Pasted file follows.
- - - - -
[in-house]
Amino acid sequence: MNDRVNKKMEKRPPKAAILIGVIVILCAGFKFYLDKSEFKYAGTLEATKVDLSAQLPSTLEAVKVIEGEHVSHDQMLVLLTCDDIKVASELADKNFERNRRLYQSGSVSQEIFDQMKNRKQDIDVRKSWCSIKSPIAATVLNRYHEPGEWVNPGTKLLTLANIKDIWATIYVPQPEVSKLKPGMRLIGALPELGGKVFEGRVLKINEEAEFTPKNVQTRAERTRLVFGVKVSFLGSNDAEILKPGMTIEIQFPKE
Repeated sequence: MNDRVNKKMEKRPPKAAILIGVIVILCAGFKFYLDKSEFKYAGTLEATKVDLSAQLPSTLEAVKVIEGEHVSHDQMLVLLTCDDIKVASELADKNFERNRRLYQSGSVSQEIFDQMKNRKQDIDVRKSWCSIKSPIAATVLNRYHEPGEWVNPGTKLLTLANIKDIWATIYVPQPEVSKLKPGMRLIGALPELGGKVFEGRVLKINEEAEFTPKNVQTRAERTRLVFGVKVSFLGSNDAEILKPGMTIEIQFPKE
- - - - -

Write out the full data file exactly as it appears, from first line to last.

[in-house]
Amino acid sequence: MNDRVNKKMEKRPPKAAILIGVIVILCAGFKFYLDKSEFKYAGTLEATKVDLSAQLPSTLEAVKVIEGEHVSHDQMLVLLTCDDIKVASELADKNFERNRRLYQSGSVSQEIFDQMKNRKQDIDVRKSWCSIKSPIAATVLNRYHEPGEWVNPGTKLLTLANIKDIWATIYVPQPEVSKLKPGMRLIGALPELGGKVFEGRVLKINEEAEFTPKNVQTRAERTRLVFGVKVSFLGSNDAEILKPGMTIEIQFPKE
Repeated sequence: MNDRVNKKMEKRPPKAAILIGVIVILCAGFKFYLDKSEFKYAGTLEATKVDLSAQLPSTLEAVKVIEGEHVSHDQMLVLLTCDDIKVASELADKNFERNRRLYQSGSVSQEIFDQMKNRKQDIDVRKSWCSIKSPIAATVLNRYHEPGEWVNPGTKLLTLANIKDIWATIYVPQPEVSKLKPGMRLIGALPELGGKVFEGRVLKINEEAEFTPKNVQTRAERTRLVFGVKVSFLGSNDAEILKPGMTIEIQFPKE